SHARE
+44 (0) 1865 952 700 | contact@auroraer.com
Press enquiries
  • This field is for validation purposes and should be left unchanged.

Insight

Home/The future of Europe’s gas markets

The future of Europe’s gas markets

Commodity prices drive the size and structure of the energy industry perhaps more than any other factor.

Long-term commodity price expectations have fallen dramatically across the energy market, and strategies and policies are evolving consistent with these new beliefs. More than $200 billion worth of oil and natural gas assets are currently for sale globally. Coal-to-gas switching in power, which becomes more attractive with falling commodity prices, is firmly on the political agenda in Europe and the US.

In this report we explain Aurora’s baseline energy commodity price forecasts in detail, with a strong focus on the European natural gas market.

There are fundamental reasons to believe that low natural gas prices will persist in Europe. By the mid-2020s the US alone will have commissioned more than a hundred million tons per annum of liquefaction capacity, and Iran’s impact on European gas markets will rise substantially. Russia will respond to this competitive threat by broadly maintaining its market share.

On the demand side the power market will play a vital role. Over the next decade, uncertainty around both coal-to-gas switching for generation and the scope and pace of the renewables roll-out make understanding power the key to understanding long-term European gas demand.

We could be wrong. Prices are volatile and surprises litter the history of energy markets. In this report we pay particular attention to key sensitivities, and their implications for market dynamics. Absent a liquid long-term forward market for energy, there are few other choices.

Fortunately European gas markets, being increasingly dominated by market forces, lend themselves well to modelling, and Aurora has invested heavily in this capability through its new AER-GAS model.

This report discusses five central themes that will determine the future of the market to 2040:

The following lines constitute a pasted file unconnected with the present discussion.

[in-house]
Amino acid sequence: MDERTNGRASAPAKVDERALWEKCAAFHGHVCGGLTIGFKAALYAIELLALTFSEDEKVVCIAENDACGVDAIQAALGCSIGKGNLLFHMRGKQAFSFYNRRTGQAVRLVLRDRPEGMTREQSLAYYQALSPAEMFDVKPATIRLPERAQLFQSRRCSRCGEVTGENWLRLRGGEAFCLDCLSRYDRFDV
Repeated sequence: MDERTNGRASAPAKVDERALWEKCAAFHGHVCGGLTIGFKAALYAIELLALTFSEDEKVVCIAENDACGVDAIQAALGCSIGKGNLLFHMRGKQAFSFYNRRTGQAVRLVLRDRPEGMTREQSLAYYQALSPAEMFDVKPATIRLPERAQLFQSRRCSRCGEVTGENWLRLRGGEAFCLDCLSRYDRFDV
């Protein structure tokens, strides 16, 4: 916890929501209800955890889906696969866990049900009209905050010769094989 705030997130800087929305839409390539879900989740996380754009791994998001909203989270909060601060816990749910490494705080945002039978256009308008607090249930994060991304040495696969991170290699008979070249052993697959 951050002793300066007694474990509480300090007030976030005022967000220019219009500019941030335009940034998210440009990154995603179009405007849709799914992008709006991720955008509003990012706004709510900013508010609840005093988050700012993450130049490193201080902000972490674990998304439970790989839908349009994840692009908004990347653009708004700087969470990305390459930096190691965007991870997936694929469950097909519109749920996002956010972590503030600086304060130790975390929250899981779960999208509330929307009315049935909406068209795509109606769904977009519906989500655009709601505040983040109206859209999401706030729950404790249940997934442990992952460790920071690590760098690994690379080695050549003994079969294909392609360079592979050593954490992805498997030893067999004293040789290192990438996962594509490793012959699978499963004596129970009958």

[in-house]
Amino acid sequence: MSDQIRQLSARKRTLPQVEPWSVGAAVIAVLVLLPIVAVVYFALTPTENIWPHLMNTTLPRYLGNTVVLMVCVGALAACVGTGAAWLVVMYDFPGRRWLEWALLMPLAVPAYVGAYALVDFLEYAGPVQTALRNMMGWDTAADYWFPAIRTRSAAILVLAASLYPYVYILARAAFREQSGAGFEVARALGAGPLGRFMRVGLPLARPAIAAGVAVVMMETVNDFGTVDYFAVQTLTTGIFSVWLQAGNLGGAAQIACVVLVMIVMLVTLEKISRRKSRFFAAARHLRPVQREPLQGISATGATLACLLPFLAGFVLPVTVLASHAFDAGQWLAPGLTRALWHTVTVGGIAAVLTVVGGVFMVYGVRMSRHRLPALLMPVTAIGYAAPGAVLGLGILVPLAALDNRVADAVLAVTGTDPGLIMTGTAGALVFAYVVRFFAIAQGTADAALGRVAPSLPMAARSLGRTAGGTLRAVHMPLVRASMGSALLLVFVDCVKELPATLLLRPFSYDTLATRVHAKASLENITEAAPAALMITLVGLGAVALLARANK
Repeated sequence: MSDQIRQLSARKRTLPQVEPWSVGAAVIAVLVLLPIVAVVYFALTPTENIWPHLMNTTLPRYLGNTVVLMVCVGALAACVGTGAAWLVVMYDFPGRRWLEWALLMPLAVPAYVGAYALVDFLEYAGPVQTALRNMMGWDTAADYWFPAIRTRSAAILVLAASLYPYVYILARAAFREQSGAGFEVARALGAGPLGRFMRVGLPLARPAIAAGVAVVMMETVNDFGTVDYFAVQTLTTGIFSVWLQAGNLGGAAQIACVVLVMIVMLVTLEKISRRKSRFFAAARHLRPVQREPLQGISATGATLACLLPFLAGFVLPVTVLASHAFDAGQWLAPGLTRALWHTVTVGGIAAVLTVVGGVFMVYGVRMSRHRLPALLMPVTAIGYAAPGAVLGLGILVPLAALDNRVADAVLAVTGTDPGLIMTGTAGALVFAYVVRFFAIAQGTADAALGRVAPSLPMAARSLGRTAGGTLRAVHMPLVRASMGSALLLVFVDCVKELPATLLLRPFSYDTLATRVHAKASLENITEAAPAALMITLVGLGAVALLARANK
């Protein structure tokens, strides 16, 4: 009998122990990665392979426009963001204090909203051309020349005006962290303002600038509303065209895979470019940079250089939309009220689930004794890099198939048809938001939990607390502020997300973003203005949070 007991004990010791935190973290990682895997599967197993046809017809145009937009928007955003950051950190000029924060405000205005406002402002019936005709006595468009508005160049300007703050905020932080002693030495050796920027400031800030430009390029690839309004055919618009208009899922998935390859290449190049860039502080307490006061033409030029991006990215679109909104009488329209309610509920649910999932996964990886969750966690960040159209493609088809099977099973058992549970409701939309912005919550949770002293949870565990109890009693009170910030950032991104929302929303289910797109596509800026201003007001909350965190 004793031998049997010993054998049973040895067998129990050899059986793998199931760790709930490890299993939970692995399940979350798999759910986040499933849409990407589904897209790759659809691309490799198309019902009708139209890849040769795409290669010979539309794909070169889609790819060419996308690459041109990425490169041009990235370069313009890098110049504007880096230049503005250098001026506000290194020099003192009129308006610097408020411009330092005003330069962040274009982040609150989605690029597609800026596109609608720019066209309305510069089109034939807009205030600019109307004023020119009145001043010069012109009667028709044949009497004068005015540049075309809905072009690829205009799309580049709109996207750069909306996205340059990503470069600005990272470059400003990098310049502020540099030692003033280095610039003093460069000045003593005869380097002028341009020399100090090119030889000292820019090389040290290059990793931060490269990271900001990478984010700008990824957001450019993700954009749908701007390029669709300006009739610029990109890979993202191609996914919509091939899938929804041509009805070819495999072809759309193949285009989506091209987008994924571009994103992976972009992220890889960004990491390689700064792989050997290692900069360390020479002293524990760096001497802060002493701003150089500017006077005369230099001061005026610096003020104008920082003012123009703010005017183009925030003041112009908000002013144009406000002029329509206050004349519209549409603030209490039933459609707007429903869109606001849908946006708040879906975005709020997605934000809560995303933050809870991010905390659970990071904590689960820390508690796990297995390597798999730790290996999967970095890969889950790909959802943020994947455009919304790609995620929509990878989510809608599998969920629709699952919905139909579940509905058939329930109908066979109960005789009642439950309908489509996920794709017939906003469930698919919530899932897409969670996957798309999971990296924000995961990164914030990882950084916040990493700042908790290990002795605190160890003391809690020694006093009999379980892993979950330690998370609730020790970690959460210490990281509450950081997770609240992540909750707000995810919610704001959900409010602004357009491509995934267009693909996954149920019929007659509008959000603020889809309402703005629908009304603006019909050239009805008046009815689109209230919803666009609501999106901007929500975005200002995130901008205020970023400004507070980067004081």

• the long term outlook for global energy commodities: oil, coal, gas and CO2;
  • the forecast of upstream gas extraction capabilities in all regions of the world;
  • the evolution of gas demand in Europe and in particular gas for power;
  • the dynamic effect on Europe’s gas producers and suppliers and their response to a changing environment, and;
  • price projections for the main European hubs.
View Report

Our subscription services

Our subscription service provides you with long-term market forecasts, strategic insight reports, interactive client forums and access to our market data and analytics platform.

Interested? Please sign up to receive our complimentary monthly summary reports via email. Simply tick which reports you would like to receive. Please indicate your consent in the box provided and view our privacy policy.

If you would like further information on a particular subscription service or report please enter further information in the box provided.

 

 

  • Please find our privacy policy here

  • Natural gas markets are growing fast on a global level, with more players, increasingly complex rules and mechanisms, and rising global connectivity. In this global context, Europe sits in a unique position, with an escalating import dependency and an ever growing number of suppliers. Increasingly difficult upstream financing, highly political infrastructure developments, and the intricate evolution of gas-for-power demand will drive the future of the European gas market.

    Read More
  • The Ukrainian crisis and mounting political tension between Europe and Russia have brought increasing uncertainty to European gas security.

    Read More
  • In October 2014, EU leaders agreed on common climate and energy targets for 2030. These included a 40% reduction in GHG emissions relative to 1990 levels, along with targets for renewables deployment and energy efficiency. However, Europe’s main decarbonisation instrument, the EU ETS Phase III, is well out of step with her stated ambitions. The 20% reduction in GHG emissions by 2020 should easily be achieved. However, the 2030 target requires credible commitment to much more stringent policies, particularly in power, where the economics dictate much of the emission reduction burden should be borne.

    Read More